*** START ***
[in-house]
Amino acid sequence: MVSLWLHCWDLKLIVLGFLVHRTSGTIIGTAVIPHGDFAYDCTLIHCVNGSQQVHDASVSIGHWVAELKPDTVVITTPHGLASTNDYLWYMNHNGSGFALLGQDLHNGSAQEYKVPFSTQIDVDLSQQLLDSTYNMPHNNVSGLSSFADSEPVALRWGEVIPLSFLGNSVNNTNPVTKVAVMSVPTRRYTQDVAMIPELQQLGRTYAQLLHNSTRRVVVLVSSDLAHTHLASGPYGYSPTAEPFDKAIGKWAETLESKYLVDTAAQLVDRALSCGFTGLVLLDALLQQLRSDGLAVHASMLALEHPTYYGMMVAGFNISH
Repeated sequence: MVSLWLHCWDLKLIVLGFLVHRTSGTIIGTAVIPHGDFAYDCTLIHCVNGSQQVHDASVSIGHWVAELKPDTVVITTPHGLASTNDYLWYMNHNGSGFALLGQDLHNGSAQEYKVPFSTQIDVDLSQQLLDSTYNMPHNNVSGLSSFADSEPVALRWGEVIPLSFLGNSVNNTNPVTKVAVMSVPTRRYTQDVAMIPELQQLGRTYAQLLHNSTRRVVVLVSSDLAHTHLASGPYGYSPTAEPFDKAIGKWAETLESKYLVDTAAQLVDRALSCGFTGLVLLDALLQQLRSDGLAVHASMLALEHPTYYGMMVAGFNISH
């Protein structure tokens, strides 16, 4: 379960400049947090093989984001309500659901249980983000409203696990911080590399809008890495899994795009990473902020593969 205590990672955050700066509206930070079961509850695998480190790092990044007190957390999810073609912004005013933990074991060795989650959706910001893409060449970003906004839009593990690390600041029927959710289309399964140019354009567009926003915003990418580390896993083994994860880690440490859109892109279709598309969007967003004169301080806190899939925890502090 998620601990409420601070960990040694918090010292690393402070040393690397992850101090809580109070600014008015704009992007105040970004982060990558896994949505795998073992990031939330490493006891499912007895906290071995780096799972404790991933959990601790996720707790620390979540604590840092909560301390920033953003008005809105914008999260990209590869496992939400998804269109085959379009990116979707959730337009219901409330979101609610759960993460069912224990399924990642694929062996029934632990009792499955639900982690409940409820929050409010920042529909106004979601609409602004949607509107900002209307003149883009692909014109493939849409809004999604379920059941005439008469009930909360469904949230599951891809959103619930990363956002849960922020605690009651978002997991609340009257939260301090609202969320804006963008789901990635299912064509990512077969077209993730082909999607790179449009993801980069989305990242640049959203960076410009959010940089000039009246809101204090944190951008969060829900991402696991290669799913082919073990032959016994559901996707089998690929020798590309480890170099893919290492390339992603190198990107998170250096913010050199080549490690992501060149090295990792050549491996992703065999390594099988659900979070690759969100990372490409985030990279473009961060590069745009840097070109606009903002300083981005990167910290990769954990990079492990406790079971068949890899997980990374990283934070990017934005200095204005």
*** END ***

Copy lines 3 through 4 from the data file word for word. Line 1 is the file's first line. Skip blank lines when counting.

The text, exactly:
Repeated sequence: MVSLWLHCWDLKLIVLGFLVHRTSGTIIGTAVIPHGDFAYDCTLIHCVNGSQQVHDASVSIGHWVAELKPDTVVITTPHGLASTNDYLWYMNHNGSGFALLGQDLHNGSAQEYKVPFSTQIDVDLSQQLLDSTYNMPHNNVSGLSSFADSEPVALRWGEVIPLSFLGNSVNNTNPVTKVAVMSVPTRRYTQDVAMIPELQQLGRTYAQLLHNSTRRVVVLVSSDLAHTHLASGPYGYSPTAEPFDKAIGKWAETLESKYLVDTAAQLVDRALSCGFTGLVLLDALLQQLRSDGLAVHASMLALEHPTYYGMMVAGFNISH
């Protein structure tokens, strides 16, 4: 379960400049947090093989984001309500659901249980983000409203696990911080590399809008890495899994795009990473902020593969 205590990672955050700066509206930070079961509850695998480190790092990044007190957390999810073609912004005013933990074991060795989650959706910001893409060449970003906004839009593990690390600041029927959710289309399964140019354009567009926003915003990418580390896993083994994860880690440490859109892109279709598309969007967003004169301080806190899939925890502090 998620601990409420601070960990040694918090010292690393402070040393690397992850101090809580109070600014008015704009992007105040970004982060990558896994949505795998073992990031939330490493006891499912007895906290071995780096799972404790991933959990601790996720707790620390979540604590840092909560301390920033953003008005809105914008999260990209590869496992939400998804269109085959379009990116979707959730337009219901409330979101609610759960993460069912224990399924990642694929062996029934632990009792499955639900982690409940409820929050409010920042529909106004979601609409602004949607509107900002209307003149883009692909014109493939849409809004999604379920059941005439008469009930909360469904949230599951891809959103619930990363956002849960922020605690009651978002997991609340009257939260301090609202969320804006963008789901990635299912064509990512077969077209993730082909999607790179449009993801980069989305990242640049959203960076410009959010940089000039009246809101204090944190951008969060829900991402696991290669799913082919073990032959016994559901996707089998690929020798590309480890170099893919290492390339992603190198990107998170250096913010050199080549490690992501060149090295990792050549491996992703065999390594099988659900979070690759969100990372490409985030990279473009961060590069745009840097070109606009903002300083981005990167910290990769954990990079492990406790079971068949890899997980990374990283934070990017934005200095204005």